8/10

The drivetrain

Rate the drivetrain for performance:
 
9/10
Rate the drivetrain for durability:
 
8/10
Rate the drivetrain for weight:
 
8/10
Rate the drivetrain for value:
 
7/10

Tell us some more about the drivetrain. Anything you particularly did or didn't like? Any components which didn't work well together?

As you can tell from our review of the R8000 Ultegra groupset, there really is nothing to dislike.

Wheels and tyres

Rate the wheels for performance:
 
7/10
Rate the wheels for durability:
 
8/10
Rate the wheels for weight:
 
7/10
Rate the wheels for comfort:
 
7/10
Rate the wheels for value:
 
5/10

Tell us some more about the wheels.Did they work well in the conditions you encountered? Would you change the wheels? If so what for?

The wheels themselves are pretty good, solid performers but they have no place on a £5,000 bike. An upgrade to something lighter and possibly more aero makes a massive difference to the performance of the FX.

Rate the tyres for performance:
 
7/10
Rate the tyres for durability:
 
8/10
Rate the tyres for weight:
 
6/10
Rate the tyres for comfort:
 
7/10
Rate the tyres for value:
 
5/10

Tell us some more about the tyres. Did they work well in the conditions you encountered? Would you change the tyres? If so what for?

The same as the wheels really: perfectly adequate in their own right but something grippier and faster rolling is what the Prince FX needs.

Controls

Rate the controls for performance:
 
8/10
Rate the controls for durability:
 
7/10
Rate the controls for weight:
 
7/10
Rate the controls for comfort:
 
8/10
Rate the controls for value:
 
5/10

Tell us some more about the controls. Any particularly good or bad components? How would the controls work for larger or smaller riders?

A full complement of carbon fibre components is exactly what I'd expect at this price point and it's decent stuff. I especially liked the compact shape of the handlebar drops.

Your summary

Did you enjoy riding the bike? Yes, it's a blast.

Would you consider buying the bike? No, it doesn't deliver enough of an improvement over cheaper bikes I've ridden.

Would you recommend the bike to a friend? If they have deep pockets.

How does the price compare to that of similar bikes in the market, including ones recently tested on road.cc?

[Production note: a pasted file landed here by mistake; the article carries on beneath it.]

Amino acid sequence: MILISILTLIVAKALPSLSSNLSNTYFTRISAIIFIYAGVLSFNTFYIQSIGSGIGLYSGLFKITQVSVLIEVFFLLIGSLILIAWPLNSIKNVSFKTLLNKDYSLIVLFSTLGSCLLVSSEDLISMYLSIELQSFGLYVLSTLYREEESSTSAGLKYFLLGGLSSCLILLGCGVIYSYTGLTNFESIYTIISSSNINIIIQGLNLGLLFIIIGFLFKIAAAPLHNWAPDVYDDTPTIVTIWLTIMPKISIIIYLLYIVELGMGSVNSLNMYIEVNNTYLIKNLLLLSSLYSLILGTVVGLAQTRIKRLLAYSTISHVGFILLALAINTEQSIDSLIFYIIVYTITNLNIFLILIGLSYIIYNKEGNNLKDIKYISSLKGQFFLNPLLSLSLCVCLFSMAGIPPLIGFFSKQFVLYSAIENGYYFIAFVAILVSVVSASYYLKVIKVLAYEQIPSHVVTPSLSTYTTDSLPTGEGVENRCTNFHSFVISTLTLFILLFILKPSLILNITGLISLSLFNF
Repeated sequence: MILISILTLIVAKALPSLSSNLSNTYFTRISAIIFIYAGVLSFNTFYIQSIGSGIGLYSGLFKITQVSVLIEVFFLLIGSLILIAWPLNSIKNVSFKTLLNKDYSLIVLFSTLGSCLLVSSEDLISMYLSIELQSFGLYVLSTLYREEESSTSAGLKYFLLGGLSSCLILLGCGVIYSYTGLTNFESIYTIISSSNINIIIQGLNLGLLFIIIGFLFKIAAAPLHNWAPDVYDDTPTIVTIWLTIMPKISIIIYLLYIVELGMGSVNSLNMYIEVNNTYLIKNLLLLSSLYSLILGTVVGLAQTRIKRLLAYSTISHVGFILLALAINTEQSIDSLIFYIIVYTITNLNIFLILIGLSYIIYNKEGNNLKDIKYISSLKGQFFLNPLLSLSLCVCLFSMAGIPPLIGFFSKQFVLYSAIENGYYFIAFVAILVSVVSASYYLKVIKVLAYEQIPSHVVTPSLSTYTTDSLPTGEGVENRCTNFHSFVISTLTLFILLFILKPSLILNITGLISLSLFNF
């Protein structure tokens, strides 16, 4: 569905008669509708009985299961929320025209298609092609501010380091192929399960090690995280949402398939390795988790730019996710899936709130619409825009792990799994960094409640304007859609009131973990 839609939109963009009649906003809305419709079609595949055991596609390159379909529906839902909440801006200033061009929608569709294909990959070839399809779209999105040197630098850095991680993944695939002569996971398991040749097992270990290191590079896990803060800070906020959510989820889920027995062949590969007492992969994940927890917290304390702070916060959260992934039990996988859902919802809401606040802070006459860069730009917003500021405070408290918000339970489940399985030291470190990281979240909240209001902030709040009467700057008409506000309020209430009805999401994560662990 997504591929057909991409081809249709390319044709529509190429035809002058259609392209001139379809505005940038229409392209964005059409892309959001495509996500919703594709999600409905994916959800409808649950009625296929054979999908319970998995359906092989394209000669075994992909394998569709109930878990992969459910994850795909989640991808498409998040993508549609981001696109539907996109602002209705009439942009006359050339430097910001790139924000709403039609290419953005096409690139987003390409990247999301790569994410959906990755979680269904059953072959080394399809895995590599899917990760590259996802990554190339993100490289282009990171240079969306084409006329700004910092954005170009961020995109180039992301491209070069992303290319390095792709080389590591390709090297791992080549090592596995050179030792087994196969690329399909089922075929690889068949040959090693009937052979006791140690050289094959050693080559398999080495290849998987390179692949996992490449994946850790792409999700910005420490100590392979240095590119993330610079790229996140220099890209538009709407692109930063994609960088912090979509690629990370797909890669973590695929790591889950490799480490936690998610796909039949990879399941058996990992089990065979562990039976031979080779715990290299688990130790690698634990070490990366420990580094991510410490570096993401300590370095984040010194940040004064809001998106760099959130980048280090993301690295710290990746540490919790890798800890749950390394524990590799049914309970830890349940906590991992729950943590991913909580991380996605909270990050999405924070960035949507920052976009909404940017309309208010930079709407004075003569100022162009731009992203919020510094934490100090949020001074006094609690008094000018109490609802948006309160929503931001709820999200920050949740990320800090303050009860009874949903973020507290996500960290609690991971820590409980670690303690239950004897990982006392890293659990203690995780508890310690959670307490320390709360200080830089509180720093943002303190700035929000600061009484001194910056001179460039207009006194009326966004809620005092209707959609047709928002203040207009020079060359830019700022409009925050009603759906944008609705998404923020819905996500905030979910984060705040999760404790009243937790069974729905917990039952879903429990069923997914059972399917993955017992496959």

Its price is high, especially against something similar like the Storck Fascenerio mentioned in the review.

Rate the bike overall for performance:
 
8/10
Rate the bike overall for value:
 
4/10

Use this box to explain your overall score

Take price out of the equation and the Prince FX is a very good bike with an excellent frameset, but it doesn't deliver a huge amount more than the cheaper competition to justify itself when you do add value into the mix.

Overall rating: 7/10

About the tester

Age: 40  Height: 180cm  Weight: 76kg

I usually ride: This month's test bike  My best bike is: B'Twin Ultra CF draped in the latest bling test components

I've been riding for: Over 20 years  I ride: Every day  I would class myself as: Expert

I regularly do the following types of riding: time trialling, commuting, club rides, sportives, fixed/singlespeed

Stu knocked out his first road.cc review back in 2009 and since then he's chucked the best part of seventy test bikes around the West Country, a couple of them quite literally! With three alloy and two steel bikes in his fleet he's definitely a metal man (that'll be the engineering background) but is slowly warming to that modern carbon fibre stuff along with fat tyres & disc brakes.
It's not all nostalgia though, after spending the last few years in product design Stu keeps banging on about how 3D printing is going to be the next big thing and he's a sucker for a beautiful paint job too.